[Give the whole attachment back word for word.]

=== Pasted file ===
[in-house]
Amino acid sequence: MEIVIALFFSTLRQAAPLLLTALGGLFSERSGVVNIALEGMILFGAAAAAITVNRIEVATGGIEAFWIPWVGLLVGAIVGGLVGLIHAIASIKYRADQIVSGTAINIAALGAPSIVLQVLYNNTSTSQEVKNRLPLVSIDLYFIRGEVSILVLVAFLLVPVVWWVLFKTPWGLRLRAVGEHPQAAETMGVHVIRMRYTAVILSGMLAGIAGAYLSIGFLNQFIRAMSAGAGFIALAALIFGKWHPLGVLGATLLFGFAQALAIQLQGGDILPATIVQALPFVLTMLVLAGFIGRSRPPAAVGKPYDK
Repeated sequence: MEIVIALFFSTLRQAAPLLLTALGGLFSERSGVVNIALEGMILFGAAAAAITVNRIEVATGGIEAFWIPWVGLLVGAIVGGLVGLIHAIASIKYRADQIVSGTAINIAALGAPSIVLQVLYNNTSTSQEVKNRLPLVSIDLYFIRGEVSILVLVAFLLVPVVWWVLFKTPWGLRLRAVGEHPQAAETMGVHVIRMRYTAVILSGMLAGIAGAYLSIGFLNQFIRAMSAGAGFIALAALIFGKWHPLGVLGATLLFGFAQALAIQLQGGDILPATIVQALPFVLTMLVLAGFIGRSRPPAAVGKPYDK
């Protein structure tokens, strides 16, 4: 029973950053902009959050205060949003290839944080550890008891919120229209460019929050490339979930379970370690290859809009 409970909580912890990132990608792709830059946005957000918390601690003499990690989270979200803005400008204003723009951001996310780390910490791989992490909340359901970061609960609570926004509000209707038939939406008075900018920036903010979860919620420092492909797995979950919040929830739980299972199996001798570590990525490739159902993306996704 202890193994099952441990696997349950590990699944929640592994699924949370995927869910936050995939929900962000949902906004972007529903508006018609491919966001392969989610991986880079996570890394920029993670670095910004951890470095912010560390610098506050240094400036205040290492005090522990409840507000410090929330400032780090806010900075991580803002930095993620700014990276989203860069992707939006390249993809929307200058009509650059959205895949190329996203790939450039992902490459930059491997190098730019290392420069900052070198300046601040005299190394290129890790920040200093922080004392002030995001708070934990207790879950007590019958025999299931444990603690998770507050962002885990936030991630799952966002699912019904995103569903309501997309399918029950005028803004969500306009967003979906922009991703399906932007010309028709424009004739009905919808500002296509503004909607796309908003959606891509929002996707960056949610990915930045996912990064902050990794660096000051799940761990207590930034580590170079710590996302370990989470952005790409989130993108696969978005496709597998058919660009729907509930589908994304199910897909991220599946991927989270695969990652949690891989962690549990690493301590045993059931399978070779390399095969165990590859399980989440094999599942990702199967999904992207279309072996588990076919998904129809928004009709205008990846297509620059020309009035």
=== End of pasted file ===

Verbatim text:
[in-house]
Amino acid sequence: MEIVIALFFSTLRQAAPLLLTALGGLFSERSGVVNIALEGMILFGAAAAAITVNRIEVATGGIEAFWIPWVGLLVGAIVGGLVGLIHAIASIKYRADQIVSGTAINIAALGAPSIVLQVLYNNTSTSQEVKNRLPLVSIDLYFIRGEVSILVLVAFLLVPVVWWVLFKTPWGLRLRAVGEHPQAAETMGVHVIRMRYTAVILSGMLAGIAGAYLSIGFLNQFIRAMSAGAGFIALAALIFGKWHPLGVLGATLLFGFAQALAIQLQGGDILPATIVQALPFVLTMLVLAGFIGRSRPPAAVGKPYDK
Repeated sequence: MEIVIALFFSTLRQAAPLLLTALGGLFSERSGVVNIALEGMILFGAAAAAITVNRIEVATGGIEAFWIPWVGLLVGAIVGGLVGLIHAIASIKYRADQIVSGTAINIAALGAPSIVLQVLYNNTSTSQEVKNRLPLVSIDLYFIRGEVSILVLVAFLLVPVVWWVLFKTPWGLRLRAVGEHPQAAETMGVHVIRMRYTAVILSGMLAGIAGAYLSIGFLNQFIRAMSAGAGFIALAALIFGKWHPLGVLGATLLFGFAQALAIQLQGGDILPATIVQALPFVLTMLVLAGFIGRSRPPAAVGKPYDK
């Protein structure tokens, strides 16, 4: 029973950053902009959050205060949003290839944080550890008891919120229209460019929050490339979930379970370690290859809009 409970909580912890990132990608792709830059946005957000918390601690003499990690989270979200803005400008204003723009951001996310780390910490791989992490909340359901970061609960609570926004509000209707038939939406008075900018920036903010979860919620420092492909797995979950919040929830739980299972199996001798570590990525490739159902993306996704 202890193994099952441990696997349950590990699944929640592994699924949370995927869910936050995939929900962000949902906004972007529903508006018609491919966001392969989610991986880079996570890394920029993670670095910004951890470095912010560390610098506050240094400036205040290492005090522990409840507000410090929330400032780090806010900075991580803002930095993620700014990276989203860069992707939006390249993809929307200058009509650059959205895949190329996203790939450039992902490459930059491997190098730019290392420069900052070198300046601040005299190394290129890790920040200093922080004392002030995001708070934990207790879950007590019958025999299931444990603690998770507050962002885990936030991630799952966002699912019904995103569903309501997309399918029950005028803004969500306009967003979906922009991703399906932007010309028709424009004739009905919808500002296509503004909607796309908003959606891509929002996707960056949610990915930045996912990064902050990794660096000051799940761990207590930034580590170079710590996302370990989470952005790409989130993108696969978005496709597998058919660009729907509930589908994304199910897909991220599946991927989270695969990652949690891989962690549990690493301590045993059931399978070779390399095969165990590859399980989440094999599942990702199967999904992207279309072996588990076919998904129809928004009709205008990846297509620059020309009035």